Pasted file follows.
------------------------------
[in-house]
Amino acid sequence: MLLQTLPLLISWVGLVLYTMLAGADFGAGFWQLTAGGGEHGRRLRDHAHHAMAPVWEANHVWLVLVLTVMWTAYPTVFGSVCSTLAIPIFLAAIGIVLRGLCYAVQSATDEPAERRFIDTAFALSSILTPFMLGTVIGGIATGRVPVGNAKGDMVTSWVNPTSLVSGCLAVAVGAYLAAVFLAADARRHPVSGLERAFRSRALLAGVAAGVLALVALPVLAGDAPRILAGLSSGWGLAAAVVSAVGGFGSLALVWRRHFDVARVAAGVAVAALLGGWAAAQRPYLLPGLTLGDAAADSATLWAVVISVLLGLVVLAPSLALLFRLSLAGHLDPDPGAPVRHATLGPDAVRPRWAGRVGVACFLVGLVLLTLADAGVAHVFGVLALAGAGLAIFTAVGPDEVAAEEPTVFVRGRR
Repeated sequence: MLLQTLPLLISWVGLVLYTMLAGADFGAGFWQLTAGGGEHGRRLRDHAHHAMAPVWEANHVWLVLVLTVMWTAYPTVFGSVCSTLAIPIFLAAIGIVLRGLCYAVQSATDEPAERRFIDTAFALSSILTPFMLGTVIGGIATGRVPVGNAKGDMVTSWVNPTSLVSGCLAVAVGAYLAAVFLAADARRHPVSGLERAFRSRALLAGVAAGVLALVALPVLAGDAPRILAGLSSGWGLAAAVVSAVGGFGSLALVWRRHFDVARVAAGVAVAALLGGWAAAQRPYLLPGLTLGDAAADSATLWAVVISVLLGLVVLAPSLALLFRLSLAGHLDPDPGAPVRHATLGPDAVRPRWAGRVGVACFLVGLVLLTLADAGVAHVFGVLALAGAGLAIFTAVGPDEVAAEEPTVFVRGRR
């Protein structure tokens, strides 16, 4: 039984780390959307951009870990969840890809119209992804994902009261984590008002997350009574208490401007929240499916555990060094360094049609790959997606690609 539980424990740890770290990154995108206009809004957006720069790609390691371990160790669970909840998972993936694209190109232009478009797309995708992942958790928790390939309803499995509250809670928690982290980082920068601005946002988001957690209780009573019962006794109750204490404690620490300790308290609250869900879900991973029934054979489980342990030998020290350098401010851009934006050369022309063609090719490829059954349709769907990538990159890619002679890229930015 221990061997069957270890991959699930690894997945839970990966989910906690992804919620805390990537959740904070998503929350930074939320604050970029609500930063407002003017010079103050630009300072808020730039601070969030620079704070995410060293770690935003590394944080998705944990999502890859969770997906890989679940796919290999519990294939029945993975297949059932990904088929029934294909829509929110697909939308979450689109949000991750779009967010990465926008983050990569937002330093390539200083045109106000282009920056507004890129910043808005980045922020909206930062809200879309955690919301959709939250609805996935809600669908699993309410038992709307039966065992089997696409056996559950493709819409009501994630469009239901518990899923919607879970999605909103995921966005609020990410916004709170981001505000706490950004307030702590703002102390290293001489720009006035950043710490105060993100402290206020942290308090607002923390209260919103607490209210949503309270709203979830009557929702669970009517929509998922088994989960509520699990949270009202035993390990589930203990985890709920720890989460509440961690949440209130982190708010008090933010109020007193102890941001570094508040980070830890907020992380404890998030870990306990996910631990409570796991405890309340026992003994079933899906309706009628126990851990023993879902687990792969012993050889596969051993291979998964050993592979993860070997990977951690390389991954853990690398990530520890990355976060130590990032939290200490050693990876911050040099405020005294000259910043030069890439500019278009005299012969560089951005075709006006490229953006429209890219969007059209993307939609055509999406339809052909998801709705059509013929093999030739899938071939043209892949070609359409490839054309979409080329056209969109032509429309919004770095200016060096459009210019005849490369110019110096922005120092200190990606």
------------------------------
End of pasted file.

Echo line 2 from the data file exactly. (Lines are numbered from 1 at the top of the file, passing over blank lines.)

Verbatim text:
Amino acid sequence: MLLQTLPLLISWVGLVLYTMLAGADFGAGFWQLTAGGGEHGRRLRDHAHHAMAPVWEANHVWLVLVLTVMWTAYPTVFGSVCSTLAIPIFLAAIGIVLRGLCYAVQSATDEPAERRFIDTAFALSSILTPFMLGTVIGGIATGRVPVGNAKGDMVTSWVNPTSLVSGCLAVAVGAYLAAVFLAADARRHPVSGLERAFRSRALLAGVAAGVLALVALPVLAGDAPRILAGLSSGWGLAAAVVSAVGGFGSLALVWRRHFDVARVAAGVAVAALLGGWAAAQRPYLLPGLTLGDAAADSATLWAVVISVLLGLVVLAPSLALLFRLSLAGHLDPDPGAPVRHATLGPDAVRPRWAGRVGVACFLVGLVLLTLADAGVAHVFGVLALAGAGLAIFTAVGPDEVAAEEPTVFVRGRR